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About John Crabtree

John Crabtree is a research associate at Oxford University's Centre for Latin American Studies.

Articles by John Crabtree

This week's editor

Constitutional conventions: best practice

The new Andean politics: Bolivia. Peru, Ecuador

A "pink wave" across three Latin American states has lifted to power radical presidents committed to a pro-indigenous but also developmentalist agenda. John Crabtree surveys their record and assesses the challenges they face in the coming years.

Bolivia: after the vote

A further decisive win for Evo Morales should settle debate about Bolivia's new constitution. But the divisions the campaign exposed ensure a bumpy ride ahead, says John Crabtree. 

Bolivia: new constitution, new definition

A constitutional referendum is another landmark in Bolivia's fractious but exciting political landscape, says John Crabtree. 

Evo Morales and Bolivia: the next campaign

An agreement over Bolivia's constitution sets the stage for another epic political year, says John Crabtree.

Peru: the politics of social protest

A centralised state, a blocked polity, ineffective parties, endemic poverty, regional discontent, official corruption, rising inflation - Peru needs more then a change in government personnel, says John Crabtree.  

Bolivia’s political ferment: revolution and recall

Bolivia's latest round of voting highlights the issues - political and economic, constitutional and regional - dividing the country, and challenges its political leaders to a new accommodation, says John Crabtree.

Alan García and Peru: a tale of two eras

The Peruvian president's neo-liberal reinvention has yet to win the hearts or raise the life-chances of millions of his poor compatriots, says John Crabtree.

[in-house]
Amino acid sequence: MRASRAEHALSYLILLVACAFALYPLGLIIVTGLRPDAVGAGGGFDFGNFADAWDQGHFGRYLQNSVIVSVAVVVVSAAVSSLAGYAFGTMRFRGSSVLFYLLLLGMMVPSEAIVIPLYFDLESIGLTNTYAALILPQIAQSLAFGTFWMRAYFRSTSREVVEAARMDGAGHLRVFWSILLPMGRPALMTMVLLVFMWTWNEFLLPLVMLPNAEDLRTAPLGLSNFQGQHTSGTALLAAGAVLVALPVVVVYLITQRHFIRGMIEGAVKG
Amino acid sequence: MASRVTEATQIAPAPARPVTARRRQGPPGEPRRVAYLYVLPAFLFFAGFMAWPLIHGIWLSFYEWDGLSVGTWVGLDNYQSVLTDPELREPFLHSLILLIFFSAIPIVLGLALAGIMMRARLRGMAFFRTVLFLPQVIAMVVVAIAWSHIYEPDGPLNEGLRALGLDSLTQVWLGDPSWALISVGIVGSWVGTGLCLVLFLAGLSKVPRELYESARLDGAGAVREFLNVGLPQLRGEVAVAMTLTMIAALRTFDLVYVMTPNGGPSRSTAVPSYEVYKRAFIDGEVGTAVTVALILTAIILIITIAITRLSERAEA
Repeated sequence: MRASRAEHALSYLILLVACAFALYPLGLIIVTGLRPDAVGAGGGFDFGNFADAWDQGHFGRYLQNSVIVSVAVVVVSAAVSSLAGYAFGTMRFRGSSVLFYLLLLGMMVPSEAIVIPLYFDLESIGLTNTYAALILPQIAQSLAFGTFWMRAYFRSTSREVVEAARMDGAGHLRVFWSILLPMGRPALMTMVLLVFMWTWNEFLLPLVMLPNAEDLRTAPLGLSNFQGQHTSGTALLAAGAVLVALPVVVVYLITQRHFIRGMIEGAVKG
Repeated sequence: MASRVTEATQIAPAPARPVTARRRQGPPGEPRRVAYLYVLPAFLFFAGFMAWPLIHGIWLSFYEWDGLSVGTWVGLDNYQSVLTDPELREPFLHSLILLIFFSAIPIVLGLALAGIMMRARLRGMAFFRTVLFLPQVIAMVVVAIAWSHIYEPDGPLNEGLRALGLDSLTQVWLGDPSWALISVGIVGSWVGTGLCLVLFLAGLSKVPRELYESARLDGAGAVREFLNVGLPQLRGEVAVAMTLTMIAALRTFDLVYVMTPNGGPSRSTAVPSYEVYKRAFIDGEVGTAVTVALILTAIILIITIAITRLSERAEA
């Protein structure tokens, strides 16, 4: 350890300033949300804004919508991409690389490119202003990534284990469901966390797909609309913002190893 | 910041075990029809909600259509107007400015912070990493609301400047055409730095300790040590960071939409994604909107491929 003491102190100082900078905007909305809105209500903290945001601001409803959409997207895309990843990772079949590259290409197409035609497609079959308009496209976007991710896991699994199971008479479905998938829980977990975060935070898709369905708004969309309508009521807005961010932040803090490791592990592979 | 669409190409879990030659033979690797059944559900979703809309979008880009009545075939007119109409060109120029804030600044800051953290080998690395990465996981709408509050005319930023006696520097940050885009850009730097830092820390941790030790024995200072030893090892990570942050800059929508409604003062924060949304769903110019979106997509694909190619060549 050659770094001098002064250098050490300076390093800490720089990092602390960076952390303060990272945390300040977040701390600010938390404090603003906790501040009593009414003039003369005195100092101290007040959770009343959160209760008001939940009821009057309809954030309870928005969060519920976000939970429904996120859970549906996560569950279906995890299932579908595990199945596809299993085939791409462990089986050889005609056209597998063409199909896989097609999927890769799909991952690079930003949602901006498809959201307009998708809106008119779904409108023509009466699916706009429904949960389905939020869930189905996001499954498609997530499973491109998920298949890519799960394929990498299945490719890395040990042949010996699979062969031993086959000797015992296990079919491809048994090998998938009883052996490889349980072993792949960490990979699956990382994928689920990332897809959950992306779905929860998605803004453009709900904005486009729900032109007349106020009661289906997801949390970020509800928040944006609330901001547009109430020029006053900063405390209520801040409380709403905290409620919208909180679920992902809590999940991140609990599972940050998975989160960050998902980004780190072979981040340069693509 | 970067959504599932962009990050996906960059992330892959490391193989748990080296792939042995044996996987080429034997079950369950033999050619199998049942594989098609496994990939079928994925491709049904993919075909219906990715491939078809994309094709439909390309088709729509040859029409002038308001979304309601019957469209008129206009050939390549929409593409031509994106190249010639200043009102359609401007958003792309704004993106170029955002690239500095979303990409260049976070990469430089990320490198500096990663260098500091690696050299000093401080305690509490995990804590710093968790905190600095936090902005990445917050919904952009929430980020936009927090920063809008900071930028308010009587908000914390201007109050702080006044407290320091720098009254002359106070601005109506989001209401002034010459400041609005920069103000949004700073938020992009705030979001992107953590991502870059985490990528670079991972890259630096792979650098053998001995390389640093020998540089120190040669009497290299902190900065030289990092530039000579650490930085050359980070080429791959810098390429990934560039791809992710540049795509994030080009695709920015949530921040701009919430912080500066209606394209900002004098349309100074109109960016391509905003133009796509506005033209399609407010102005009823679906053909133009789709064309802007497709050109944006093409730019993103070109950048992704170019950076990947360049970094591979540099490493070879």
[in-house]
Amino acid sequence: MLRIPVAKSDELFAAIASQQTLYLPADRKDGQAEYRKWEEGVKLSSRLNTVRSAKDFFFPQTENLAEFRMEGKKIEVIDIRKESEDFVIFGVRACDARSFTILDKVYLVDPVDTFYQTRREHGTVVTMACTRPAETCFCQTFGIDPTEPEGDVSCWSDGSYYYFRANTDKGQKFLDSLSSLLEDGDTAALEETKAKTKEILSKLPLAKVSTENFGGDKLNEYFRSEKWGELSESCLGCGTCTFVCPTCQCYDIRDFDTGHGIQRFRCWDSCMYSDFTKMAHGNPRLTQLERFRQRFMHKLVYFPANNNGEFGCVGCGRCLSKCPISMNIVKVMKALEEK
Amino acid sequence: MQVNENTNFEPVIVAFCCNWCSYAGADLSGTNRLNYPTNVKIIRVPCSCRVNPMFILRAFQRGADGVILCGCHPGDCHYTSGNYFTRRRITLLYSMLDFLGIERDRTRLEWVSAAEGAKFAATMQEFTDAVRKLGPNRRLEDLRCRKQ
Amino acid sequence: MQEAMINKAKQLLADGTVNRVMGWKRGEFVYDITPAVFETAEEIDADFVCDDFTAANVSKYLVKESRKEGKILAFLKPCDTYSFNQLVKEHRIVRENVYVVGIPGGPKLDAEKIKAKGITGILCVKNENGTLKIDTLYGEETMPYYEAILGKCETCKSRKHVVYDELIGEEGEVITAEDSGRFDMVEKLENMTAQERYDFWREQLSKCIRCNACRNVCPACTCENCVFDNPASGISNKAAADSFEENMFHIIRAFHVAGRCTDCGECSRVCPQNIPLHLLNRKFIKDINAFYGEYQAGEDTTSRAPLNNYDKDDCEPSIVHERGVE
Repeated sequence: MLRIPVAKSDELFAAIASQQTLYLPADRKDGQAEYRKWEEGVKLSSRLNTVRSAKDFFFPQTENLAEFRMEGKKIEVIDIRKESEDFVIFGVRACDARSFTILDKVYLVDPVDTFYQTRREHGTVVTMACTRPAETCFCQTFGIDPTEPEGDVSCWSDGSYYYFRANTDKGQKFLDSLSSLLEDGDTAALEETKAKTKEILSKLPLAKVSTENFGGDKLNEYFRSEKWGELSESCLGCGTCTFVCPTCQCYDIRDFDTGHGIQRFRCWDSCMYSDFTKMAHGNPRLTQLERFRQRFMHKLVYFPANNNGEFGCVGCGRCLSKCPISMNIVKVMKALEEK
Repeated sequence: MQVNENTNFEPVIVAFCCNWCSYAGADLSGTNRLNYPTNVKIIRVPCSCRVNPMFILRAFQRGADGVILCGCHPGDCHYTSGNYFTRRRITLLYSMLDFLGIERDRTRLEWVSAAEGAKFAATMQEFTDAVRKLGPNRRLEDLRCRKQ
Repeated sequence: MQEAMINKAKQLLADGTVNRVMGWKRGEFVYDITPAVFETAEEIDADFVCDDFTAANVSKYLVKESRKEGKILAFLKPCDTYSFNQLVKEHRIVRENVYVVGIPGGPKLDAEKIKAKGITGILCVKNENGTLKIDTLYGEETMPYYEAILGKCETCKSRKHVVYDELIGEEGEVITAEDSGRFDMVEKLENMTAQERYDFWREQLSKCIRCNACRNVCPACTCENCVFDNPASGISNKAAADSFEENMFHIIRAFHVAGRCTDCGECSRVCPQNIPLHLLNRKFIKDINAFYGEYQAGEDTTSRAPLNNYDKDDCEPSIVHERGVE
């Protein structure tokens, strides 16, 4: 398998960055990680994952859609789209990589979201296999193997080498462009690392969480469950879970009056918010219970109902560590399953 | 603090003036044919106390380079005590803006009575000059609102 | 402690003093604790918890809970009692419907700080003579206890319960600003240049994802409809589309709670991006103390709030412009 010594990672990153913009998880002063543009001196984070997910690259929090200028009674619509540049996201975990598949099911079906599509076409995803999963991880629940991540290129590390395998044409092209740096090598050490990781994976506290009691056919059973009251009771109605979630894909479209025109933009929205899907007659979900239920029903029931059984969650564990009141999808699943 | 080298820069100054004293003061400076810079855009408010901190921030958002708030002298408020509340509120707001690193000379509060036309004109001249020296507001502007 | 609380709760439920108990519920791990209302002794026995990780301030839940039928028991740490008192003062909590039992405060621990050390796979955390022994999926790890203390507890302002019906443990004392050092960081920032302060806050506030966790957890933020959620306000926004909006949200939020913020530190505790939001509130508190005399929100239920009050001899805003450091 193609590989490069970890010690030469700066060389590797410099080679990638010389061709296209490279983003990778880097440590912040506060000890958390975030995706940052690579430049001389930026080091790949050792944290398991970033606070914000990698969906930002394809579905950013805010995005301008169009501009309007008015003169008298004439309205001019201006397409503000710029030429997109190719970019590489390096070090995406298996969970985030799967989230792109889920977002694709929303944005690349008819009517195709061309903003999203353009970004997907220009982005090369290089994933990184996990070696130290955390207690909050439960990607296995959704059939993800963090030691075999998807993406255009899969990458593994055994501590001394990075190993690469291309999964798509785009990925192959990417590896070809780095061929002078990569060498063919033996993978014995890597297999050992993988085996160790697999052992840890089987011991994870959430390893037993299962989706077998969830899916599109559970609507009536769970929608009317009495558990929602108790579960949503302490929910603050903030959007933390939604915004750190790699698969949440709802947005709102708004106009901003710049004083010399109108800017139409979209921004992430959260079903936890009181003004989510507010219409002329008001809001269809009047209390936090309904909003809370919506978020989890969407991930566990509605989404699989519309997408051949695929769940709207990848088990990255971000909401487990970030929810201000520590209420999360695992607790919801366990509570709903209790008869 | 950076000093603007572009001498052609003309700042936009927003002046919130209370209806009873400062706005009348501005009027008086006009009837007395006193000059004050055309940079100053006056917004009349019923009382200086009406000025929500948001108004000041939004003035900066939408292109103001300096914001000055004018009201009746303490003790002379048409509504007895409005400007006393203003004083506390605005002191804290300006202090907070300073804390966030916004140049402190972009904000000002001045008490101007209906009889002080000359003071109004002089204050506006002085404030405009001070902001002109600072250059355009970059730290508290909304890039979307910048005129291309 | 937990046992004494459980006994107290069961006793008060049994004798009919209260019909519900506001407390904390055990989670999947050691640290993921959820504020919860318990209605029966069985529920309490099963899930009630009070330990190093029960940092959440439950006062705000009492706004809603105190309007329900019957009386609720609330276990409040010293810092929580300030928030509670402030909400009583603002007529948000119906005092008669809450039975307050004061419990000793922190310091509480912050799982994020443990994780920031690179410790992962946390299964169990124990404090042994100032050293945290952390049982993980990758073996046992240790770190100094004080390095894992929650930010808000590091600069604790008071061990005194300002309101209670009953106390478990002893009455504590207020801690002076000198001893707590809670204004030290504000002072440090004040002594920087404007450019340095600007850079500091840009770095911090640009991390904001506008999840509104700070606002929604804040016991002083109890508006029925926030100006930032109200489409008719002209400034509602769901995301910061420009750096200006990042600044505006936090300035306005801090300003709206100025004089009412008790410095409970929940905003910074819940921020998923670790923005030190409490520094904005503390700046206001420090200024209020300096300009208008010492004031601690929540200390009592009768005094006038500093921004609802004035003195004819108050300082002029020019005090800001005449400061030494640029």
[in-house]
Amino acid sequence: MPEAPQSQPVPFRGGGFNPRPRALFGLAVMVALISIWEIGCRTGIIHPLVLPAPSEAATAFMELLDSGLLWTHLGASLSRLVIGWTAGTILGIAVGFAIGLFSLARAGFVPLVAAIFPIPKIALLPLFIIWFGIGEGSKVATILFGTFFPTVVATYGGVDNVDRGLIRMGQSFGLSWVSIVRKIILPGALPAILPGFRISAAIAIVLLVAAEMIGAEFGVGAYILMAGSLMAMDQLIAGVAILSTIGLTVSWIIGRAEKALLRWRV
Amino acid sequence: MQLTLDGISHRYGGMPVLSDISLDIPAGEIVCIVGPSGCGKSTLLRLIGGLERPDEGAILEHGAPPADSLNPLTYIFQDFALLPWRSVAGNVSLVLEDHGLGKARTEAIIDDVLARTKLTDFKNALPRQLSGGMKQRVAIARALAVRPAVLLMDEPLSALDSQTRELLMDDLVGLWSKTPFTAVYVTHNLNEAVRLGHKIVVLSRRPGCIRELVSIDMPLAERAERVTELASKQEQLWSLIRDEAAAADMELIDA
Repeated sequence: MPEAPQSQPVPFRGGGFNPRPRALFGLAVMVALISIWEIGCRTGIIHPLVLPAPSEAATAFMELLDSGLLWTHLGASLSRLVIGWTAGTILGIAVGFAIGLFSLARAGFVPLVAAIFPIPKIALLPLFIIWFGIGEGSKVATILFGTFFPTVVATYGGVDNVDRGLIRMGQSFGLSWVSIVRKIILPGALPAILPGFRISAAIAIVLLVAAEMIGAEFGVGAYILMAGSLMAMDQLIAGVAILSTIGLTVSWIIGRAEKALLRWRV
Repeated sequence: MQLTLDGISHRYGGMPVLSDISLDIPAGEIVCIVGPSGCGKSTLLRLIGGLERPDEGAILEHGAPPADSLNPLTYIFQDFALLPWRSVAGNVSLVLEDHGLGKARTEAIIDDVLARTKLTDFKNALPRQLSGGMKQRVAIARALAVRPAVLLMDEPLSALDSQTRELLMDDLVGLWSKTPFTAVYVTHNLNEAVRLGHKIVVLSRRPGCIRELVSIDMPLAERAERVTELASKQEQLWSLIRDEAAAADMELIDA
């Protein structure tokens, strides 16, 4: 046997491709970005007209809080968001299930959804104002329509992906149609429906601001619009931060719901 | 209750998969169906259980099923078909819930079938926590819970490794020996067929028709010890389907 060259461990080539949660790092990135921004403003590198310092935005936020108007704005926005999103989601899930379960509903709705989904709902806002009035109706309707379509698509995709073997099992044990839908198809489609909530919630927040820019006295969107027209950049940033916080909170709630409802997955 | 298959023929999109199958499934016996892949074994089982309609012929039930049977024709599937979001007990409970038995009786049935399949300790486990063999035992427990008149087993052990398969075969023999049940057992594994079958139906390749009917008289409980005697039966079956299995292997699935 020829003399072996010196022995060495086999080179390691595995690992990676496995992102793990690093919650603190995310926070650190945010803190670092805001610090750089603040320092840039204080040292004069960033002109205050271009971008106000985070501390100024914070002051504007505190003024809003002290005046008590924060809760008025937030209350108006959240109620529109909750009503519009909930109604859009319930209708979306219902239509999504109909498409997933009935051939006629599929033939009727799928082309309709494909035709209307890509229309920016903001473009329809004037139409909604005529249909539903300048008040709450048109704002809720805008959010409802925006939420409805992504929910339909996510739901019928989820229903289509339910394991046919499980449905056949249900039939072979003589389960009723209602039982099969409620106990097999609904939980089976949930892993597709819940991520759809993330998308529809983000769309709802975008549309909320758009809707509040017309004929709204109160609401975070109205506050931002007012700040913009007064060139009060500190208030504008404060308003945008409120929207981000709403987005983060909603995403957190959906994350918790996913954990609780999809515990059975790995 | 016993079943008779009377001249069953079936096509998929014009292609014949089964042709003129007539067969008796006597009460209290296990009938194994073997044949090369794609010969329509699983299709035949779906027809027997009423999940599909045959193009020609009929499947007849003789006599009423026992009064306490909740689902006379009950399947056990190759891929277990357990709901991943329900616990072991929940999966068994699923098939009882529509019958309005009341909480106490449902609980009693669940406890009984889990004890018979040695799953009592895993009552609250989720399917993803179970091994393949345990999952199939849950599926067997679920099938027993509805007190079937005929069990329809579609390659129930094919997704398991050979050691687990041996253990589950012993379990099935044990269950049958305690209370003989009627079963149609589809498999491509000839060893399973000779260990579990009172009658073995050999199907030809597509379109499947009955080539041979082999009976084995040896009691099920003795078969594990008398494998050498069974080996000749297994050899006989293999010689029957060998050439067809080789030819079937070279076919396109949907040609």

Bolivia’s democratic tides

A series of votes on regional autonomy is testing Evo Morales's political project and challenging Bolivians to find new ways of living together, says John Crabtree.

Santa Cruz’s referendum, Bolivia's choice

A multidimensional argument over autonomy for Bolivia's eastern region is reaching a climax. John Crabtree explains what's at stake

Bolivia’s controversial constitution

The approval of a constitution embedding new rights for Bolivia's indigenous majority has opened new political battlelines, says John Crabtree.

Alberto Fujimori’s return: a political timebomb

The former Peruvian president's extradition from Chile is ostensibly a victory for justice. But it presents its current leader Alan García with some awkward problems, says John Crabtree.

Bolivia: a tale of two (or rather three) cities

The suspension of Bolivia's constitutional process reflects bitter internal divisions over the country's political direction and even identity, says John Crabtree.

Peru: dilemmas of power

A rising arc of regional and social protest faces Alan García’s government with tough political choices, says John Crabtree.

Latin American democracy: time to experiment